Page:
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Wednesday, September 27, 2023

Knocks, as Trump administration approves Keystone XL pipeline

US president, Donald Trump, on Friday, March 24, 2017 approved a federal permit applied for by TransCanada to build the Keystone XL Pipeline. The decision comes after Trump signed an executive memorandum urging the State Department to approve the pipeline, which is proposed to run from Canada through Montana, South Dakota, and Nebraska.

The Keystone XL Pipeline

Environment watchdog group, 350.org, has however condemned the development, saying that the project will negatively impact the environment.

According to the group, it is planning to support resistance along the pipeline route, mobilise millions of Americans to send in comments and petitions against the project, push politicians during the April recess and beyond to come out against Keystone XL, and use the fight against the pipeline to fire up resistance to other fossil fuel projects across the country.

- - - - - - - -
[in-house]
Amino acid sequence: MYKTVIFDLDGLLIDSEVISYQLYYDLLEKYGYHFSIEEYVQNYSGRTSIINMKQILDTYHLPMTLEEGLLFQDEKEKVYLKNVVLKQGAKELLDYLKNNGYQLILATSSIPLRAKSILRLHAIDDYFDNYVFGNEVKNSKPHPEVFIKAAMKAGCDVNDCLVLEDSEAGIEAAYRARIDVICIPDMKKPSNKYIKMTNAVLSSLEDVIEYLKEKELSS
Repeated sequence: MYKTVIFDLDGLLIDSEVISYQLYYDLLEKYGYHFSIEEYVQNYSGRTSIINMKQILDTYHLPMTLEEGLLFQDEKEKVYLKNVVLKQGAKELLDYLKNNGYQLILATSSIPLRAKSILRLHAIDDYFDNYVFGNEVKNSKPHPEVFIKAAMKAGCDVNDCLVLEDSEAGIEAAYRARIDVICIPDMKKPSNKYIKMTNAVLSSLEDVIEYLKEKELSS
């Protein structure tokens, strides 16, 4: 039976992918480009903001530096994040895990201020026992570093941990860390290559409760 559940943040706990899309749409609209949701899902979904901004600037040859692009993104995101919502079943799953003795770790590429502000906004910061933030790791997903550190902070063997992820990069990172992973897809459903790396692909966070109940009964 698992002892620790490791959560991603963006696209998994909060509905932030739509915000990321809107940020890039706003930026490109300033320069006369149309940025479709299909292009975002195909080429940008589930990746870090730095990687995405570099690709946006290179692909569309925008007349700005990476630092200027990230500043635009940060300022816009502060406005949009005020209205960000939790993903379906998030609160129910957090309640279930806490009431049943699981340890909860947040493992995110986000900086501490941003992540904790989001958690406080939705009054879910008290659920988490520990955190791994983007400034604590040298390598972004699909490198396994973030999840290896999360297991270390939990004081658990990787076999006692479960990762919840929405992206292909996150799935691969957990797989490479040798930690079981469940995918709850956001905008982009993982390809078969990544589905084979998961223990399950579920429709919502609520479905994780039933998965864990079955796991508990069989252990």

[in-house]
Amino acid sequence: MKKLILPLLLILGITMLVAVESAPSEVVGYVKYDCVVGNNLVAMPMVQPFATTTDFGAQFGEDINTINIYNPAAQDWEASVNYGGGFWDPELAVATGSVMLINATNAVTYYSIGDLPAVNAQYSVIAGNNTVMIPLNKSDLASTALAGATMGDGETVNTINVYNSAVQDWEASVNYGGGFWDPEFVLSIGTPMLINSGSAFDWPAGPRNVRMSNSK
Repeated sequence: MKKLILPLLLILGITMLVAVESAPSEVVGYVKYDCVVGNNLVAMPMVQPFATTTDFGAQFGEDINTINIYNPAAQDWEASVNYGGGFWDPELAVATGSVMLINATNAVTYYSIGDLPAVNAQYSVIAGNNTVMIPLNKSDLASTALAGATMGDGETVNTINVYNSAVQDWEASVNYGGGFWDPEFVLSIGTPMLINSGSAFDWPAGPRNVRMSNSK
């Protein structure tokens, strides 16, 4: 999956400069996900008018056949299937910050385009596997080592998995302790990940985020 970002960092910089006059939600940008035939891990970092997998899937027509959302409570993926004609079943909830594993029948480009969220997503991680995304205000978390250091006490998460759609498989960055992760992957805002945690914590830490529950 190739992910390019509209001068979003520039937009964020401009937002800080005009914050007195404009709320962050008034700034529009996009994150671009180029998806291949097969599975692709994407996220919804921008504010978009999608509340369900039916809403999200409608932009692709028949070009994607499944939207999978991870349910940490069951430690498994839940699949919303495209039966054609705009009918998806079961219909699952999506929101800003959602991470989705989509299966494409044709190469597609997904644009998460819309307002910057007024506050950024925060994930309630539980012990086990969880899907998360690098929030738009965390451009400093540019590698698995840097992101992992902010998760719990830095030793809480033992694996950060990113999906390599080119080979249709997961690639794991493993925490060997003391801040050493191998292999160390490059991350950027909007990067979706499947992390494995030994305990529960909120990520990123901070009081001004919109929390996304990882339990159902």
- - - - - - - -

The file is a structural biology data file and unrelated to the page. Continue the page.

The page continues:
350.org co-founder, Bill McKibben, says: “When this fight began, the danger Keystone posed to the climate was clear. Since then we’ve had the three hottest years ever measured on our planet. That clearly means little to Donald Trump, but it means a lot to the millions of us who will continue to gather in resistance to an overheated future.”

Executive Director, May Boeve, adds: “This decision is far from the final word on Keystone XL. The same communities who defeated this pipeline before – Indigenous leaders, landowners, farmers, and grassroots activists – are ready to fight again. Trump and his industry-run administration are making a dangerous, expensive mistake bringing back Keystone.

“This is bigger than one pipeline – we will continue to put people and our climate before the fossil fuel industry’s greed, and build the renewable energy future we need.”

350.org Stop-it-at-the-Source campaigner, Clayton Thomas-Muller, states: “While US politics have changed in the past few months, some things haven’t: Keystone XL is still a climate disaster, it is still opposed by Indigenous peoples from Alberta to Nebraska to the Gulf of Mexico, and it still will be fought tooth and nail. Any politician siding with the fossil fuel industry on Keystone, be they named Trudeau or Trump, is in for one hell of a fight.”

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